Love, Young and Old

Warm, gray, drizzly day, heavy with the promise of spring.  Schubert string quartets playing softly on the stereo.  Earl Grey steaming from my Mexican pottery mug.  I watch as the pictures cycle through my digital picture frame on the counter, images of my son’s wedding this past summer.  I feel the intensity of the gaze between him and his beloved, and I reflect on love and life.

I am privileged to have some of the letters my parents wrote to each other during WWII when my father was stationed in the South Pacific.  They were newlyweds when my father was overseas, and the letters reflect their longing to be together and start their lives.  My dad wrote:  Remember our December, Darling?  Cold, chilling to the bone, but it was ours to spend together.  We shall have many Christmases together and watch many a new year begin.”

I, too, have known the fiery passion of young, married love, two hearts, two souls who look upon the world as a place of infinite possibilities they can shape with their desires.  When they look at each other, they see their lives spreading out before them in directions of their choosing.  It is a love of intense exhilaration.  Even when the weariness of work and responsibilities sets in, they have only to look at each other to stir up the flame of passion again.  Oh, young lovers, cherish this time and remember it, for it is precious.

My husband and I have been married for nearly forty years.  I know we felt that excruciatingly sweet hopefulness that comes when two young lives face their beginnings as a couple, but so much of our life has passed that the fervor of that time is no longer tangible.  Our love, though still intense, has been transformed by life into something gentler, perhaps more tender.  I still feel like that young girl my sweetheart married, and I sometimes wonder who that old woman is staring back at me in the bathroom mirror each morning, but the exhilaration of planning our future together has diminished. Now our plans are not of what direction our life will take but of where we will vacation or when we will get to see our children and grandchildren.

Young lovers, don’t feel sad for us because that promise you felt as you said your vows is realized in us.  When my son Matt was five, he was sitting on my lap and I remember this conversation:

Me:  Matt, I love you very much.

Matt:  I love you so much, too.  I loved you even when I was a baby.

Me:  Really?  You remember loving me when you were a baby?

Matt:  Yes, and I loved you even before I was born.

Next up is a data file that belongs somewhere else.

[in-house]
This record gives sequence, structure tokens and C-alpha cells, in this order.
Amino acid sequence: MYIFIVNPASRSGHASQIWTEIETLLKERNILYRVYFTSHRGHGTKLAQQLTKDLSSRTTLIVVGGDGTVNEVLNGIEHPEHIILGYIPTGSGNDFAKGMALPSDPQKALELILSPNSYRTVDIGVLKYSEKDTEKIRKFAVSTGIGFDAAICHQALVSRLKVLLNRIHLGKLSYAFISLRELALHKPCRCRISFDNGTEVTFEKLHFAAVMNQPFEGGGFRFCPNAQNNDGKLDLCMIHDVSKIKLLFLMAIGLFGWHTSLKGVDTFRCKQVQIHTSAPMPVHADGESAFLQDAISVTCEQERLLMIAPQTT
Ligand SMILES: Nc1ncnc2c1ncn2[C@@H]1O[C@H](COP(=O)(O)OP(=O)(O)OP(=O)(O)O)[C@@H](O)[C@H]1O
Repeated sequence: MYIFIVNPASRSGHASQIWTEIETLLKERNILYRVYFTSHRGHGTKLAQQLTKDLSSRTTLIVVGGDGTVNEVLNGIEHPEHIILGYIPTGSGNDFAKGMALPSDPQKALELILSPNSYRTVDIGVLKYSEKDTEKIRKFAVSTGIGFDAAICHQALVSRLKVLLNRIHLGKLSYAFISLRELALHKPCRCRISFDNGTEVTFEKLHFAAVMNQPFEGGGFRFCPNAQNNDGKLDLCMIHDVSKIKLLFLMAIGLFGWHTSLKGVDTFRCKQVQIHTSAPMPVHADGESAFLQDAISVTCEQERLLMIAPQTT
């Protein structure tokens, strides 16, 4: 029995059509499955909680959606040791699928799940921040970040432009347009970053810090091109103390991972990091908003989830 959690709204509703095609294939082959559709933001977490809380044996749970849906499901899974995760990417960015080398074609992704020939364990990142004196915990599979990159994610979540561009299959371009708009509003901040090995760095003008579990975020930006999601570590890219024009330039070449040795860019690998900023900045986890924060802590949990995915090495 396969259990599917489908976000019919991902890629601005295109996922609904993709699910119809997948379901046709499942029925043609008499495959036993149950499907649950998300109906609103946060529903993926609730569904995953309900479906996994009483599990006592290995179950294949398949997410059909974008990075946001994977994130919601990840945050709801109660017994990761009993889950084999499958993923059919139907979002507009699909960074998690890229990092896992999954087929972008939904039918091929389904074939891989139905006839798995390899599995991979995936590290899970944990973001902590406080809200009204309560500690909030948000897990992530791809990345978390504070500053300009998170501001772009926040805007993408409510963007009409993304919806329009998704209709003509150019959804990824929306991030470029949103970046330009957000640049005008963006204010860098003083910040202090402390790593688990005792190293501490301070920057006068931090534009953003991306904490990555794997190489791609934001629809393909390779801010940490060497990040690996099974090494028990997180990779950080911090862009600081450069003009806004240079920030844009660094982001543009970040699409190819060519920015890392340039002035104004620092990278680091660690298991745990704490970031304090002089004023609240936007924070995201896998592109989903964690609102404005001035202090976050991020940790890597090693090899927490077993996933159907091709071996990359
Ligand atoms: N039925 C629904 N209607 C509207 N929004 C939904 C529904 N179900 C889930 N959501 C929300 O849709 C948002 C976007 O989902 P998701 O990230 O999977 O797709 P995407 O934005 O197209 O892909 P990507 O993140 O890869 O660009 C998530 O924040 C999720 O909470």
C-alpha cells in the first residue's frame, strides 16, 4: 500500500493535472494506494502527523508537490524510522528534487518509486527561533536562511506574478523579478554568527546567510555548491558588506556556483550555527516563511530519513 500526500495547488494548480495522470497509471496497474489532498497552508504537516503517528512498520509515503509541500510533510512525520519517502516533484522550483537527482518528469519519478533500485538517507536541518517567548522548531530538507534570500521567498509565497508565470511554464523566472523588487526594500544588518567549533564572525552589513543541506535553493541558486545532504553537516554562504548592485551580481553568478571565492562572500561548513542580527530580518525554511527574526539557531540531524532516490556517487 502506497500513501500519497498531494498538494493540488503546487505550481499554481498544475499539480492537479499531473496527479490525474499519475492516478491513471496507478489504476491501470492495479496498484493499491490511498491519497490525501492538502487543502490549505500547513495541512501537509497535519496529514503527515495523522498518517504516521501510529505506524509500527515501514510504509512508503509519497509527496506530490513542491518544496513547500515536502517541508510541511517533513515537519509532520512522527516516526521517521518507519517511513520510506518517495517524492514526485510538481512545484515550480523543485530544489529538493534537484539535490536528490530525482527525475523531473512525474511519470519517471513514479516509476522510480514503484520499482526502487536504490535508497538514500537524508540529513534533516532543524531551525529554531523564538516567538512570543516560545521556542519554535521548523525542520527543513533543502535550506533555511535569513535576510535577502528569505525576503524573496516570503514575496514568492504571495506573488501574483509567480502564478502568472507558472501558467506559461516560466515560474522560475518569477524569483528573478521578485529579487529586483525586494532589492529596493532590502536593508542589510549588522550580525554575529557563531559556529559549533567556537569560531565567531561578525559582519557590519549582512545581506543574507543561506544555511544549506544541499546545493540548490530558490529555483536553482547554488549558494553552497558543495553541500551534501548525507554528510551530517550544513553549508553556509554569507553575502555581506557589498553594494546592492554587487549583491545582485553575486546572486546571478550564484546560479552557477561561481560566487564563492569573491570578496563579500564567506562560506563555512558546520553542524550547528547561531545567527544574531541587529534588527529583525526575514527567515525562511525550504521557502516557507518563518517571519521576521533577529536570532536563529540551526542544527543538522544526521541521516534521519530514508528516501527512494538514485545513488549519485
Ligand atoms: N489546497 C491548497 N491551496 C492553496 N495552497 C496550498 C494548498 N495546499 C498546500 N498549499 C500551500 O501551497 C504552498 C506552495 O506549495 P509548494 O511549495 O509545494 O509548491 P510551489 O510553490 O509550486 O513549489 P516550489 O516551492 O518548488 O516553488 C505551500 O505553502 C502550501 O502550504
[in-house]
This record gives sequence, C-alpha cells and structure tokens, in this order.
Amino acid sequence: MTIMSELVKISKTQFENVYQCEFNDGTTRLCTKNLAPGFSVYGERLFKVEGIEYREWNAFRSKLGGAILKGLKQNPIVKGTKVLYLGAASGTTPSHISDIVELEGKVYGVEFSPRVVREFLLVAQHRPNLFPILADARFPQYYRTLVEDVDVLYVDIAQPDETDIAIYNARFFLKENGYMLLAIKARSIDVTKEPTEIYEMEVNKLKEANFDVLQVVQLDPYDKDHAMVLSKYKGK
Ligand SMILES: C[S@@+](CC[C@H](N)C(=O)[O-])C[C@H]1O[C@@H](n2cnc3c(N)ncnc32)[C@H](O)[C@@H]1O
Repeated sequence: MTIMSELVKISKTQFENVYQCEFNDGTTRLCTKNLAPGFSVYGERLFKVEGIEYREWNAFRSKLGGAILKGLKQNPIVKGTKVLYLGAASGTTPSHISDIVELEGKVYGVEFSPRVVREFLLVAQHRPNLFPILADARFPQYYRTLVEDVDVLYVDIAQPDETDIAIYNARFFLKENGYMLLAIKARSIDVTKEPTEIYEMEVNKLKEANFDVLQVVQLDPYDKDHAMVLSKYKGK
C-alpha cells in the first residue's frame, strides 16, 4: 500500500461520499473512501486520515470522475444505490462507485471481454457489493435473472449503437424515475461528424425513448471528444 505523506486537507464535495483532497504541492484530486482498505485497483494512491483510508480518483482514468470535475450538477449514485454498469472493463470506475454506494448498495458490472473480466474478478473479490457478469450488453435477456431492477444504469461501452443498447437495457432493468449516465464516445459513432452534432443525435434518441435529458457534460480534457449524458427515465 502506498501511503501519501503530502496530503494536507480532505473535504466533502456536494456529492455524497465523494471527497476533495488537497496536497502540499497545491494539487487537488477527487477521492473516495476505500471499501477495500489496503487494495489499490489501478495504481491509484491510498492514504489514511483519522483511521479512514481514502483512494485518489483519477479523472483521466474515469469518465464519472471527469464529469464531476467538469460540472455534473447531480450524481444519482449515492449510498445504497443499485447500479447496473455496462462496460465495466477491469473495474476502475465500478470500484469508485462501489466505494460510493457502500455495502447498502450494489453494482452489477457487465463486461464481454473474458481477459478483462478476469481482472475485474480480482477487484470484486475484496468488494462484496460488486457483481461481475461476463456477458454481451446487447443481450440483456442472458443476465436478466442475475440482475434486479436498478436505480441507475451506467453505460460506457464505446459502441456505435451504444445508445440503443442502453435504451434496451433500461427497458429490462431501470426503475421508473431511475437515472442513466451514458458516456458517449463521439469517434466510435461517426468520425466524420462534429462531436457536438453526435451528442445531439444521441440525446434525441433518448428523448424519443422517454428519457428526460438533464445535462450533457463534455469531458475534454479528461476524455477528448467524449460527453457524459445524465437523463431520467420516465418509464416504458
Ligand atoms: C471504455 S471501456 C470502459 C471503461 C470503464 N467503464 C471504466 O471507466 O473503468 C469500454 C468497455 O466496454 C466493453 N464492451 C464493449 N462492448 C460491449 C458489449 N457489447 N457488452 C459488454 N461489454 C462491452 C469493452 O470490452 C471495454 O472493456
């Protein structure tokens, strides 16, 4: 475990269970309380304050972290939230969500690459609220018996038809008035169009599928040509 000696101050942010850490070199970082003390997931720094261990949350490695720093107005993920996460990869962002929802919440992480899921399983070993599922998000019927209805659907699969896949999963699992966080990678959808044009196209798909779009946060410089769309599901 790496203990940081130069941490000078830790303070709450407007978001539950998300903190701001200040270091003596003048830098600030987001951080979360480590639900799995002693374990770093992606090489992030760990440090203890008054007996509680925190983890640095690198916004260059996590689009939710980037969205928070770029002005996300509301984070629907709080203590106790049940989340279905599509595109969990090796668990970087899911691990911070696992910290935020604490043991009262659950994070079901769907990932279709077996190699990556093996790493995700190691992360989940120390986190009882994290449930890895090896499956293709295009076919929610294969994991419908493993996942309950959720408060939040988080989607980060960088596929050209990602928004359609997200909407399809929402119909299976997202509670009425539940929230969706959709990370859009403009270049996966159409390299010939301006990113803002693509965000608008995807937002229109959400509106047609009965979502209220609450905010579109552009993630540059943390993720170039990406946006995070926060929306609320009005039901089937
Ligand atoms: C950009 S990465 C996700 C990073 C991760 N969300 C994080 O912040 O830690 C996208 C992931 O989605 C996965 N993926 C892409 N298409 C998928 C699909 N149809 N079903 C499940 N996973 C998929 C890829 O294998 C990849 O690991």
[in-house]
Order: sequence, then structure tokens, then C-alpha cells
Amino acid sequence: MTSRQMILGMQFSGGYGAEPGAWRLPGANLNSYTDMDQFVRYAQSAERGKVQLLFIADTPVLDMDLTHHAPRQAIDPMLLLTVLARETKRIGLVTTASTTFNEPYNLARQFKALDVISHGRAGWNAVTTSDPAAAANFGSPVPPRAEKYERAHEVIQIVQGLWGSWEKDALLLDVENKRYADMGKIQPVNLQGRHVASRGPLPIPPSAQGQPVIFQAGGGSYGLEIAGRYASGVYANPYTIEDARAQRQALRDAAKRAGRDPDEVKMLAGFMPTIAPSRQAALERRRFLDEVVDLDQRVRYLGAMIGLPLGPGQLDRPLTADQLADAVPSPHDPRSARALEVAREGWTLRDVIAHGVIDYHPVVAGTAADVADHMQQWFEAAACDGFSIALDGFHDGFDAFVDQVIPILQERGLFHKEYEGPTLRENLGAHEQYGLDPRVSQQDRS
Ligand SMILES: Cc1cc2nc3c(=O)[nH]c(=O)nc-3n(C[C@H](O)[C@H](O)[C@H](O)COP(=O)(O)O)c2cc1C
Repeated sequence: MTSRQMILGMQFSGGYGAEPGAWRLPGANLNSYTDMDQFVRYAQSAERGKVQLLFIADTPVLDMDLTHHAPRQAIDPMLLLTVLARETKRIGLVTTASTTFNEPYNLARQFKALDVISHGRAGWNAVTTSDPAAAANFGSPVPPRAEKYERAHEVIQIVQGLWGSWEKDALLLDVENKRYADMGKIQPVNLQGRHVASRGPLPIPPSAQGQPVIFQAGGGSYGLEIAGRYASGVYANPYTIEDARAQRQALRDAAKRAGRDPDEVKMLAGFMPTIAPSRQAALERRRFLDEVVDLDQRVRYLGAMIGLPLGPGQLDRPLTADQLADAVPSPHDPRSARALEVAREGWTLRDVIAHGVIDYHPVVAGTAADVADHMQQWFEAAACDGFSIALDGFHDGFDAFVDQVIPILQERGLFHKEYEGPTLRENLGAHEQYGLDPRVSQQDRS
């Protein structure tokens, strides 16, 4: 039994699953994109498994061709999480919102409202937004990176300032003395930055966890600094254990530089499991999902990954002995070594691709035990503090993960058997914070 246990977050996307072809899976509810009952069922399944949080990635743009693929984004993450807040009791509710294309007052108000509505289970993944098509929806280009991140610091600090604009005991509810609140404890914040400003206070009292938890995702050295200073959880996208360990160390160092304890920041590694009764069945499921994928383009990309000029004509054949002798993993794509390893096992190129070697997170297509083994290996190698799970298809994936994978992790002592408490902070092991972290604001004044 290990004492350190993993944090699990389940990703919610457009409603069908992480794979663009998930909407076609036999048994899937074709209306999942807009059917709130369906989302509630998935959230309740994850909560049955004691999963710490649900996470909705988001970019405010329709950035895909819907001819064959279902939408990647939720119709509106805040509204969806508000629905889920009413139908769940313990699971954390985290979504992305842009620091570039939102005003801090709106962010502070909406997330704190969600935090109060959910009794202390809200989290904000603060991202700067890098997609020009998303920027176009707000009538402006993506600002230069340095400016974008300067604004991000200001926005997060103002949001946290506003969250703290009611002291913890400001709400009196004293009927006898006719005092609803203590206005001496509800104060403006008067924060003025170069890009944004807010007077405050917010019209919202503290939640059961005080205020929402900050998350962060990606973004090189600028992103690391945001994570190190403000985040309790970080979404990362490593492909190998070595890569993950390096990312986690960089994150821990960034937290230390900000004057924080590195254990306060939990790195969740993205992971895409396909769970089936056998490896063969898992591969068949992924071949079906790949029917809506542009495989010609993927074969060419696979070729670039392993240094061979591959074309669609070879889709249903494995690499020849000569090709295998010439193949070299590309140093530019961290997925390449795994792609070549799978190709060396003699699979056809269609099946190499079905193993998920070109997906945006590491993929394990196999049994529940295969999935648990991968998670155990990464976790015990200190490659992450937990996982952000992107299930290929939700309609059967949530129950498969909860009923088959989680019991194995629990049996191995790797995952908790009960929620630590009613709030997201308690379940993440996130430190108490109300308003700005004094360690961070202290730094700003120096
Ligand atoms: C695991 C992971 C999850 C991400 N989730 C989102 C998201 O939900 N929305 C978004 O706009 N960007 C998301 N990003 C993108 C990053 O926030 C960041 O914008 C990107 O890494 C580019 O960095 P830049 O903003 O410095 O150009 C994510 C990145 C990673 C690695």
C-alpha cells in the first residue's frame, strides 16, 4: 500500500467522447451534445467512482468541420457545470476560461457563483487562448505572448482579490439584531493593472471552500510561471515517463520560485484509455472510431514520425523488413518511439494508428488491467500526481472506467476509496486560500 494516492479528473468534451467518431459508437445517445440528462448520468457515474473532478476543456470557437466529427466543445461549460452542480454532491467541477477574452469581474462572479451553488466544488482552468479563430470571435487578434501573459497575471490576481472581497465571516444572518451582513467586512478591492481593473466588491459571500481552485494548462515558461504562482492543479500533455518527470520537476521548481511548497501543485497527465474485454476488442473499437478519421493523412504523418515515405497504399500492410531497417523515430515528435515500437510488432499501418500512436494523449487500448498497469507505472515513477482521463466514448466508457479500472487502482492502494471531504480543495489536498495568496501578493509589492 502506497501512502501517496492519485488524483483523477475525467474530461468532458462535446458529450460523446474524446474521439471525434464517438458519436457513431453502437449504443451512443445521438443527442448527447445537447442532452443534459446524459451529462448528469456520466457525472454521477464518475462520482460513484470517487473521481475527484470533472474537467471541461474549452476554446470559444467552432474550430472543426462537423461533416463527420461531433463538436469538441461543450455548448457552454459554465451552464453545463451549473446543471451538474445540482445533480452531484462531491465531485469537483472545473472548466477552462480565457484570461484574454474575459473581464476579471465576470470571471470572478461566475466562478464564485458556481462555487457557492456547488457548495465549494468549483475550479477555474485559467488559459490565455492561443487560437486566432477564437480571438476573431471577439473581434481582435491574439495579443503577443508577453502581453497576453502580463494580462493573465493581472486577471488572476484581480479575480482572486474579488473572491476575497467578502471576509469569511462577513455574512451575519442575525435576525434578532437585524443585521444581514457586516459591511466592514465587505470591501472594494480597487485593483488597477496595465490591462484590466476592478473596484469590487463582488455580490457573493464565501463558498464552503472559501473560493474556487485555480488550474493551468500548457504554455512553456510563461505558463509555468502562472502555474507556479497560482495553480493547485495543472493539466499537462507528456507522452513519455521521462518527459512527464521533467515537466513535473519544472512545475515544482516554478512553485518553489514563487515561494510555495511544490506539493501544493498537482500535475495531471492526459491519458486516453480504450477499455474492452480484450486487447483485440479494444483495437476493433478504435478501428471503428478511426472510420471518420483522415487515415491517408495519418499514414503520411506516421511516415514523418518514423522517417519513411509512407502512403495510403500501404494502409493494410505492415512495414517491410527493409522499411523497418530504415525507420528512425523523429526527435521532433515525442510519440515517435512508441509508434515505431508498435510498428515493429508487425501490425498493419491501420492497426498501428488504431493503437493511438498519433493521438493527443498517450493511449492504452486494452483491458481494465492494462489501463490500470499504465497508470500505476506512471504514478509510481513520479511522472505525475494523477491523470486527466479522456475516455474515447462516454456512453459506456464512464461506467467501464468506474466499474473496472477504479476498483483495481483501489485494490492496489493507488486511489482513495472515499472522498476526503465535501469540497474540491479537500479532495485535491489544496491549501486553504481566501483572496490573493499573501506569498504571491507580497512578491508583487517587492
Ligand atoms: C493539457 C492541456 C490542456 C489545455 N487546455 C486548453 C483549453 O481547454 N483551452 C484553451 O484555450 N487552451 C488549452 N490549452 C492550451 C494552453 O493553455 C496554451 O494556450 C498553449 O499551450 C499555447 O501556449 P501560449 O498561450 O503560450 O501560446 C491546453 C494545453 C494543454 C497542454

Me:  That’s amazing!  How do you know you loved me even before you were born?

Matt:  Because I love you so much now, and it takes a long time to love someone that much.

Yes, it does take a long time to love someone that much.  After all these years, I still wait at the door and blow my husband a kiss as he drives off to work, I still daydream about him while he’s away, I still greet him eagerly at the door when he returns.  The fire of young love has not been doused; it just needs stirring up once in awhile.

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About Coming East

I am a writer, wife, mother, and grandmother who thinks you're never too old until you're dead. My inspiration is Grandma Moses who became a successful artist in her late 70's. If I don't do something pretty soon, though, I'll have to find someone older for inspiration.
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13 Responses to Love, Young and Old

  1. oldereyes says:

    There is nothing in life better that sharing forty-plus years of love … and forty-plus years of common experience … with one person. So many couples, when they reach that difficult period so many couples have, could work through it and have their second marriage with their first spouse, which is the best way to have a second marriage. Our best friends, married fifty-five years, when someone asks how they can have a marriage like theirs, say, “If you want to have what we have, you have to go what we’ve been through.” At least for us, it’s not all been easy but it’s made us the cute old couple we are.

    • comingeast says:

      You are so right about there being nothing like sharing 40 plus years of common experience. I shake my head when I hear of people who end their marriages after seventeen years and marry strangers, especially ones ten-fifteen years their junior. What do they have in common? What memories do they share? Marriage is hard work. Love is hard work. But it is so worth it. Thanks, Bud.

  2. Precious. You are so very fortunate. In a day of taco bell and instant gratification, there are very few people willing to put in the time that it takes to acquire a time tested true love.

  3. mrngstr333 says:

    Oh thanks a lot, Susan! Tears while at my desk at work, great!!

  4. Pingback: Seven Links Challenge | Coming East

  5. Bill Tucker says:

    Wow! Wonderfully written.

  6. This is so touching I am teary. Love your photograph, and feel the same way about my husband. I even love seeing him just walk in the door.

  7. I too have letters that my parents wrote to each other nearly 50 years ago…they are beautiful and tender..talking about when my father comes home from the Royal navy..alll their plans,dreams and hopes for their future together….this is a beautiful post..thank you for sharing..Eliza

    • comingeast says:

      How sad that we don’t write like that anymore, but aren’t we lucky that we have those treasures from the past. I even have love letters my grandparents sent to each other. My grandfather called my grandmother “Baby Toodlums.” I only knew that from reading those letters! Thanks for visiting and sharing your comment.

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